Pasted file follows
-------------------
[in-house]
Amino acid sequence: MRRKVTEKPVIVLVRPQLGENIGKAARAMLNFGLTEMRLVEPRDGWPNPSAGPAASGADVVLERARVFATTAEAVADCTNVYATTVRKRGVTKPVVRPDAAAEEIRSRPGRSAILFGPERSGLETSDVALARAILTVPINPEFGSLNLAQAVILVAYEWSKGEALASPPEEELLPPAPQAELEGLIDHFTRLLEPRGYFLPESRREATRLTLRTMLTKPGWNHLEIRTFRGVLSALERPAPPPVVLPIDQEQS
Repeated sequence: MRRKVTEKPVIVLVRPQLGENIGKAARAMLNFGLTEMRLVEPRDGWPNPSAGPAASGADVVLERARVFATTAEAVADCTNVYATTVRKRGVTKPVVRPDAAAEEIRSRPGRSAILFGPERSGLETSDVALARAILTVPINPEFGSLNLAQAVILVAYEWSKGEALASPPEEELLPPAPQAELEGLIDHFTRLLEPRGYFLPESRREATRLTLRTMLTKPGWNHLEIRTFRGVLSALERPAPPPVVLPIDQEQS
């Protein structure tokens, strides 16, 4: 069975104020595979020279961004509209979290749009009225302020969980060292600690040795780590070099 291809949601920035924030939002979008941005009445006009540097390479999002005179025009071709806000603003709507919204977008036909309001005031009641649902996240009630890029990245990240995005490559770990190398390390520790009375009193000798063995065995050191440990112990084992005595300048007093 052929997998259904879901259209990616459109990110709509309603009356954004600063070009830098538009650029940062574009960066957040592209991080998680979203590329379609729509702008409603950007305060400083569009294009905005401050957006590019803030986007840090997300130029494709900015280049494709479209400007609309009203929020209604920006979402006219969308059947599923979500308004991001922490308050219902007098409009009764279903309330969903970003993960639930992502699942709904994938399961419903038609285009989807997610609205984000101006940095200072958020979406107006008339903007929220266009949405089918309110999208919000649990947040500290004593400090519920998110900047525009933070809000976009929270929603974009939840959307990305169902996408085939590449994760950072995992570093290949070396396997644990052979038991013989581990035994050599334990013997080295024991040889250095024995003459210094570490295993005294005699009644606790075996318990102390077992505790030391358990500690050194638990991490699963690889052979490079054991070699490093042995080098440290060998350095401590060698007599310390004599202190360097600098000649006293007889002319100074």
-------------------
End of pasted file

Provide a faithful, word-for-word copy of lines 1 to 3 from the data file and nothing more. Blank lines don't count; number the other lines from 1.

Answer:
[in-house]
Amino acid sequence: MRRKVTEKPVIVLVRPQLGENIGKAARAMLNFGLTEMRLVEPRDGWPNPSAGPAASGADVVLERARVFATTAEAVADCTNVYATTVRKRGVTKPVVRPDAAAEEIRSRPGRSAILFGPERSGLETSDVALARAILTVPINPEFGSLNLAQAVILVAYEWSKGEALASPPEEELLPPAPQAELEGLIDHFTRLLEPRGYFLPESRREATRLTLRTMLTKPGWNHLEIRTFRGVLSALERPAPPPVVLPIDQEQS
Repeated sequence: MRRKVTEKPVIVLVRPQLGENIGKAARAMLNFGLTEMRLVEPRDGWPNPSAGPAASGADVVLERARVFATTAEAVADCTNVYATTVRKRGVTKPVVRPDAAAEEIRSRPGRSAILFGPERSGLETSDVALARAILTVPINPEFGSLNLAQAVILVAYEWSKGEALASPPEEELLPPAPQAELEGLIDHFTRLLEPRGYFLPESRREATRLTLRTMLTKPGWNHLEIRTFRGVLSALERPAPPPVVLPIDQEQS